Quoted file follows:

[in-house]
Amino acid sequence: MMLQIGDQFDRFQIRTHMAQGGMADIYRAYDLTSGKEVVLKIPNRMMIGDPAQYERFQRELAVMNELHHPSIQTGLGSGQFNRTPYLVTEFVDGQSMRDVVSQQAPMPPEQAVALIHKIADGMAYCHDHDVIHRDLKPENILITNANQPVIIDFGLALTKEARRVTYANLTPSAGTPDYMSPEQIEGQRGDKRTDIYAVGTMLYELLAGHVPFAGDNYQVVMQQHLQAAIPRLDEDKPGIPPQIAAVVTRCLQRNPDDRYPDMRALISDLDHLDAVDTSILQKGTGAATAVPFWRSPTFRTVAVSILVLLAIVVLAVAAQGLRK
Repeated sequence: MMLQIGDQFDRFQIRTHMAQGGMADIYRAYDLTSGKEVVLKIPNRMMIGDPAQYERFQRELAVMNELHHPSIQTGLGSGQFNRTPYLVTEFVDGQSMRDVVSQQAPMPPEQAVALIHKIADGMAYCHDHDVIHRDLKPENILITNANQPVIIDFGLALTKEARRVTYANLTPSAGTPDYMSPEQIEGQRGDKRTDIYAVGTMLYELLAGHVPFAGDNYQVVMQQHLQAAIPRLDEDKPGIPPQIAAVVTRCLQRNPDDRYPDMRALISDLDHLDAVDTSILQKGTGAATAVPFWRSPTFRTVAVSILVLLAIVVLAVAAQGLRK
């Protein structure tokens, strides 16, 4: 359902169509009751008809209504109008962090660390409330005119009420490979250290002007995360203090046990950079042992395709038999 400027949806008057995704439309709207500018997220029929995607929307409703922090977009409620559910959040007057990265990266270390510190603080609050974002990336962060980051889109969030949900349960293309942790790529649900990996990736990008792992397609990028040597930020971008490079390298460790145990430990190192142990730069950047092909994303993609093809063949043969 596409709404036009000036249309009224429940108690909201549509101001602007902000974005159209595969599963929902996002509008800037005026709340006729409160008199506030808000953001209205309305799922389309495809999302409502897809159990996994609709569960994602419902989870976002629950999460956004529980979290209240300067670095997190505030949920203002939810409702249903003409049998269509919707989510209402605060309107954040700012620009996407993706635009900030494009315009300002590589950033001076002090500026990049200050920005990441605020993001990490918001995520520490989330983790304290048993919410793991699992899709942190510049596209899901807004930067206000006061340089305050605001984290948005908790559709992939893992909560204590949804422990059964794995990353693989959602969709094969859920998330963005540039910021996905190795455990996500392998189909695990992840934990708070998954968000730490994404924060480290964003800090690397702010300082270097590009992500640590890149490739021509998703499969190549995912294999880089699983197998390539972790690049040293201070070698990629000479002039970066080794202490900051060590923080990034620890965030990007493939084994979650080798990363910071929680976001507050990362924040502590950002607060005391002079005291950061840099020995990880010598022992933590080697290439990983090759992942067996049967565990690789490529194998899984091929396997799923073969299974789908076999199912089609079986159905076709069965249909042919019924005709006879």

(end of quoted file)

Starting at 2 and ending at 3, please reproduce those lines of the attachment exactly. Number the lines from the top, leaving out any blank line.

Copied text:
Amino acid sequence: MMLQIGDQFDRFQIRTHMAQGGMADIYRAYDLTSGKEVVLKIPNRMMIGDPAQYERFQRELAVMNELHHPSIQTGLGSGQFNRTPYLVTEFVDGQSMRDVVSQQAPMPPEQAVALIHKIADGMAYCHDHDVIHRDLKPENILITNANQPVIIDFGLALTKEARRVTYANLTPSAGTPDYMSPEQIEGQRGDKRTDIYAVGTMLYELLAGHVPFAGDNYQVVMQQHLQAAIPRLDEDKPGIPPQIAAVVTRCLQRNPDDRYPDMRALISDLDHLDAVDTSILQKGTGAATAVPFWRSPTFRTVAVSILVLLAIVVLAVAAQGLRK
Repeated sequence: MMLQIGDQFDRFQIRTHMAQGGMADIYRAYDLTSGKEVVLKIPNRMMIGDPAQYERFQRELAVMNELHHPSIQTGLGSGQFNRTPYLVTEFVDGQSMRDVVSQQAPMPPEQAVALIHKIADGMAYCHDHDVIHRDLKPENILITNANQPVIIDFGLALTKEARRVTYANLTPSAGTPDYMSPEQIEGQRGDKRTDIYAVGTMLYELLAGHVPFAGDNYQVVMQQHLQAAIPRLDEDKPGIPPQIAAVVTRCLQRNPDDRYPDMRALISDLDHLDAVDTSILQKGTGAATAVPFWRSPTFRTVAVSILVLLAIVVLAVAAQGLRK